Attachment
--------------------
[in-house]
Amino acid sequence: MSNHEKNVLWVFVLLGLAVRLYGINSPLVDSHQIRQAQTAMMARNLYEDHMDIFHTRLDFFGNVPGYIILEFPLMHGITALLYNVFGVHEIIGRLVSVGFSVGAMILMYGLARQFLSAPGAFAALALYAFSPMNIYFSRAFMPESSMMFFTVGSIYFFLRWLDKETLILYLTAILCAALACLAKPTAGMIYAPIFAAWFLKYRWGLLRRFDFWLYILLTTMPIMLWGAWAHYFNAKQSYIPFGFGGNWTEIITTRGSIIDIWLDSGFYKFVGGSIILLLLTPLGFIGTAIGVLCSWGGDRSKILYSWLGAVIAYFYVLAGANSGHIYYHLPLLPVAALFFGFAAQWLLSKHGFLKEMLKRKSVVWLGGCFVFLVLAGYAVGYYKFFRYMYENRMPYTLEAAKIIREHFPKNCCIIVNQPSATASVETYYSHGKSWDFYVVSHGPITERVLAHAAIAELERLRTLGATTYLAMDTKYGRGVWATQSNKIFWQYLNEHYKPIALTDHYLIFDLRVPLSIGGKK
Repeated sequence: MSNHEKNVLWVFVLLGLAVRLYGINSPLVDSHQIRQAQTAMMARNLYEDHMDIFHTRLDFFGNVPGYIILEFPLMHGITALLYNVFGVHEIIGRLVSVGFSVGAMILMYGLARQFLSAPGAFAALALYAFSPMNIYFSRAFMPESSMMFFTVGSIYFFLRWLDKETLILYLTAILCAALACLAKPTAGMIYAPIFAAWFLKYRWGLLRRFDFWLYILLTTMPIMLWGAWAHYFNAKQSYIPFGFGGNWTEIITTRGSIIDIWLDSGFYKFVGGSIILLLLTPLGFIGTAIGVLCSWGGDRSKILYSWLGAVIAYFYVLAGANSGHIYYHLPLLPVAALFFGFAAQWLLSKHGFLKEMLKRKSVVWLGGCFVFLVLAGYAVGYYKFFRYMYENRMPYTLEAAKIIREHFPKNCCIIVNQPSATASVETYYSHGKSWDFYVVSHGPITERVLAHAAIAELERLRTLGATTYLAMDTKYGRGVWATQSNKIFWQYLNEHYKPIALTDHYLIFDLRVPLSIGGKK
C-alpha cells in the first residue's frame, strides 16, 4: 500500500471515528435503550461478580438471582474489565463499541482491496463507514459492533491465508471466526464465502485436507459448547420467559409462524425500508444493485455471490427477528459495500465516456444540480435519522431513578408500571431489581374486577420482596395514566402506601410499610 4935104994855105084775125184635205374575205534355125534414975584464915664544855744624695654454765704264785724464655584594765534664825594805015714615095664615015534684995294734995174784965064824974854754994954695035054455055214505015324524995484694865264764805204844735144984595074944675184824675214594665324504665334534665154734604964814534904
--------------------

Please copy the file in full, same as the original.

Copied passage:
[in-house]
Amino acid sequence: MSNHEKNVLWVFVLLGLAVRLYGINSPLVDSHQIRQAQTAMMARNLYEDHMDIFHTRLDFFGNVPGYIILEFPLMHGITALLYNVFGVHEIIGRLVSVGFSVGAMILMYGLARQFLSAPGAFAALALYAFSPMNIYFSRAFMPESSMMFFTVGSIYFFLRWLDKETLILYLTAILCAALACLAKPTAGMIYAPIFAAWFLKYRWGLLRRFDFWLYILLTTMPIMLWGAWAHYFNAKQSYIPFGFGGNWTEIITTRGSIIDIWLDSGFYKFVGGSIILLLLTPLGFIGTAIGVLCSWGGDRSKILYSWLGAVIAYFYVLAGANSGHIYYHLPLLPVAALFFGFAAQWLLSKHGFLKEMLKRKSVVWLGGCFVFLVLAGYAVGYYKFFRYMYENRMPYTLEAAKIIREHFPKNCCIIVNQPSATASVETYYSHGKSWDFYVVSHGPITERVLAHAAIAELERLRTLGATTYLAMDTKYGRGVWATQSNKIFWQYLNEHYKPIALTDHYLIFDLRVPLSIGGKK
Repeated sequence: MSNHEKNVLWVFVLLGLAVRLYGINSPLVDSHQIRQAQTAMMARNLYEDHMDIFHTRLDFFGNVPGYIILEFPLMHGITALLYNVFGVHEIIGRLVSVGFSVGAMILMYGLARQFLSAPGAFAALALYAFSPMNIYFSRAFMPESSMMFFTVGSIYFFLRWLDKETLILYLTAILCAALACLAKPTAGMIYAPIFAAWFLKYRWGLLRRFDFWLYILLTTMPIMLWGAWAHYFNAKQSYIPFGFGGNWTEIITTRGSIIDIWLDSGFYKFVGGSIILLLLTPLGFIGTAIGVLCSWGGDRSKILYSWLGAVIAYFYVLAGANSGHIYYHLPLLPVAALFFGFAAQWLLSKHGFLKEMLKRKSVVWLGGCFVFLVLAGYAVGYYKFFRYMYENRMPYTLEAAKIIREHFPKNCCIIVNQPSATASVETYYSHGKSWDFYVVSHGPITERVLAHAAIAELERLRTLGATTYLAMDTKYGRGVWATQSNKIFWQYLNEHYKPIALTDHYLIFDLRVPLSIGGKK
C-alpha cells in the first residue's frame, strides 16, 4: 500500500471515528435503550461478580438471582474489565463499541482491496463507514459492533491465508471466526464465502485436507459448547420467559409462524425500508444493485455471490427477528459495500465516456444540480435519522431513578408500571431489581374486577420482596395514566402506601410499610 4935104994855105084775125184635205374575205534355125534414975584464915664544855744624695654454765704264785724464655584594765534664825594805015714615095664615015534684995294734995174784965064824974854754994954695035054455055214505015324524995484694865264764805204844735144984595074944675184824675214594665324504665334534665154734604964814534904